The Morning Bird

When I was little I used to fall asleep in the park. There was a big patch of grass I liked, a clearing built by fallen tree trunks and wooden benches. Dandelions running up and down its edges, ants marching below. The grass was always a bright and a pointy green and no amount of trampling or extended slumber seemed to have any effect. When I first found the patch I would pick away at the grass, rolling back and forth, digging my elbows in, trying to leave my mark there for the next visitor to see. But the grass would always bounce right back and over time that grew to be a comfort.

I would go there after school, during the weekends, in the mornings, anytime my mother was feeling worn. It was nearby so I didn’t mind much, and I could tell she appreciated it too.

During those times she would speak only in fragments, no beginning or ends, no names, only him or you or this. The other words were there, you could hear them if you listened closely but she caught them before they came out, her cheeks bunched up with lost words, and as they filled she grew more silent. Her eyes layered with red cracks and her movement slow and deliberate, a lumber that took her from room to room, searching for any kind of release.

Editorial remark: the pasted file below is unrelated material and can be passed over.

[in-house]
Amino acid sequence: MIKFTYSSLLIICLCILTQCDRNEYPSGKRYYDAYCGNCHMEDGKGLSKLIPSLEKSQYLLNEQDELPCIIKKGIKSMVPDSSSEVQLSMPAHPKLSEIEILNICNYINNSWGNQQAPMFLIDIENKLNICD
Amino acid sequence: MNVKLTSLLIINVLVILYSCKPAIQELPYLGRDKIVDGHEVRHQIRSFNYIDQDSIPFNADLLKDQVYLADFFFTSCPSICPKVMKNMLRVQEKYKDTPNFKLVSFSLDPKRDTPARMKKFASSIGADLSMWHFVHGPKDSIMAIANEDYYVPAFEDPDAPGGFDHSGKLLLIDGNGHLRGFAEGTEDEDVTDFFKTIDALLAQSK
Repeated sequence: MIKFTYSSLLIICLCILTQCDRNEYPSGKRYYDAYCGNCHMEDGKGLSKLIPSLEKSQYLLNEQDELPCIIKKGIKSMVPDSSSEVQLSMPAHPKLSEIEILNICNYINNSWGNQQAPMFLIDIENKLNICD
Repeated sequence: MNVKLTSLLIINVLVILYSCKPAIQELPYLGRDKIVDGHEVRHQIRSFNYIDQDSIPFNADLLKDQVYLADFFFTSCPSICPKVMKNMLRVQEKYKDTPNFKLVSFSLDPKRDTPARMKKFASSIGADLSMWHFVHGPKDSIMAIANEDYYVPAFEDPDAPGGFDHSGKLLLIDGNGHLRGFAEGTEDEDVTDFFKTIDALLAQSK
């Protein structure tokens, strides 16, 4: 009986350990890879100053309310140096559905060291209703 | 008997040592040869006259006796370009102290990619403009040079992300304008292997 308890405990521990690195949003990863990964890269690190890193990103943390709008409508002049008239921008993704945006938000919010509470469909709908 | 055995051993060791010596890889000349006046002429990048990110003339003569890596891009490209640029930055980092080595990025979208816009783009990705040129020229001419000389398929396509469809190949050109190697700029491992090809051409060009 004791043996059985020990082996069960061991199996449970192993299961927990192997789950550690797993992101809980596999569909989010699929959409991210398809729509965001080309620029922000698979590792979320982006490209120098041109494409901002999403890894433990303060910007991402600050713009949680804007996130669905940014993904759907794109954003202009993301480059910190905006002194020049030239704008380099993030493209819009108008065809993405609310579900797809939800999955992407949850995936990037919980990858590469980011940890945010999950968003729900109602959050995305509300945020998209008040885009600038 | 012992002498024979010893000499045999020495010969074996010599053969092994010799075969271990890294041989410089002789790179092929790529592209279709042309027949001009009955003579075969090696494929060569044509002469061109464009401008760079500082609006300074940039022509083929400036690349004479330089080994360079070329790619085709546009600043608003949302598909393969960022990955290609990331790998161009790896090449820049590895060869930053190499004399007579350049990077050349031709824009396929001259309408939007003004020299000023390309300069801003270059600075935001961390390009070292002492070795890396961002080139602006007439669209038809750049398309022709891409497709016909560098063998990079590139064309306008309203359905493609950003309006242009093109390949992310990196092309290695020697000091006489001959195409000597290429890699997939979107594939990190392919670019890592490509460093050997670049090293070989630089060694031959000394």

At the park I could hide for hours and the forest would keep me company. The morning bird and her family of red and orange. The squirrels racing back and forth from storage to treasure. Young mothers with their young children, and older mothers with their old dogs. The sounds put me at ease and within minutes I could be sound asleep. Nothing about that forest ever let me feel unsafe.

I was never good at measuring how long it would take. Sometimes it was over before I left the house, sometimes hours later she would have the same worn out look, but at some point the feeling would pass. She would come out and smile and it didn’t matter to me what it meant or why it happened because it was so light, and so warm and never except in those moments did I see anything like it. Those times stick in my mind the most, my mother, in her sky blue apron, her eyes a little wet as she asked me about my day, the brightness resting a top her face.